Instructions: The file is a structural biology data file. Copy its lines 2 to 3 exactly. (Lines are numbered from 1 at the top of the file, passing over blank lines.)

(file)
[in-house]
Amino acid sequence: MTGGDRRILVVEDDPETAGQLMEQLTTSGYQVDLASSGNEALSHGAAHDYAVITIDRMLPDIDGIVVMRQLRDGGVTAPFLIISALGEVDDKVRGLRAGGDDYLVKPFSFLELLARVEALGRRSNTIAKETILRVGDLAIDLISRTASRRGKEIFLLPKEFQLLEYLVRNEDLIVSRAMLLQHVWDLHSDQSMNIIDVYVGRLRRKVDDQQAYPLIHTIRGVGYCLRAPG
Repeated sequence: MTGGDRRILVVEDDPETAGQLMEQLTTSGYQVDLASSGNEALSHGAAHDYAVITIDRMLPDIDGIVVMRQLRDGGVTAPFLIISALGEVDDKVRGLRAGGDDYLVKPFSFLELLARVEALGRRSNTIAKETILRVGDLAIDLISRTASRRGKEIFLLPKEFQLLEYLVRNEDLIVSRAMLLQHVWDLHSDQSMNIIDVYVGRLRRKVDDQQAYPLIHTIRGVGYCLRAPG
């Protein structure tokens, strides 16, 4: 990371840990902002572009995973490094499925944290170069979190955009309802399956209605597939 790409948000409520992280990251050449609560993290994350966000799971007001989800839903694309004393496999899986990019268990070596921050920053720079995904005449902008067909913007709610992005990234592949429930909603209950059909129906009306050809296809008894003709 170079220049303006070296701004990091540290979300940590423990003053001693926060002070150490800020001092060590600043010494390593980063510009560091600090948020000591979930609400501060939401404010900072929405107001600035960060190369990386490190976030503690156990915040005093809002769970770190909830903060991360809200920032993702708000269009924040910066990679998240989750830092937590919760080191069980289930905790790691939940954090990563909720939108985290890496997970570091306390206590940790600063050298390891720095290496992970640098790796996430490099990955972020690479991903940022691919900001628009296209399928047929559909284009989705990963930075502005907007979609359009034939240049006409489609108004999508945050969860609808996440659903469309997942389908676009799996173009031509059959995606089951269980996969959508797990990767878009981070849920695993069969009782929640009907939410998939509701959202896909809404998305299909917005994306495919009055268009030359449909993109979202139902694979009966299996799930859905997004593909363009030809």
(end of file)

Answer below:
Amino acid sequence: MTGGDRRILVVEDDPETAGQLMEQLTTSGYQVDLASSGNEALSHGAAHDYAVITIDRMLPDIDGIVVMRQLRDGGVTAPFLIISALGEVDDKVRGLRAGGDDYLVKPFSFLELLARVEALGRRSNTIAKETILRVGDLAIDLISRTASRRGKEIFLLPKEFQLLEYLVRNEDLIVSRAMLLQHVWDLHSDQSMNIIDVYVGRLRRKVDDQQAYPLIHTIRGVGYCLRAPG
Repeated sequence: MTGGDRRILVVEDDPETAGQLMEQLTTSGYQVDLASSGNEALSHGAAHDYAVITIDRMLPDIDGIVVMRQLRDGGVTAPFLIISALGEVDDKVRGLRAGGDDYLVKPFSFLELLARVEALGRRSNTIAKETILRVGDLAIDLISRTASRRGKEIFLLPKEFQLLEYLVRNEDLIVSRAMLLQHVWDLHSDQSMNIIDVYVGRLRRKVDDQQAYPLIHTIRGVGYCLRAPG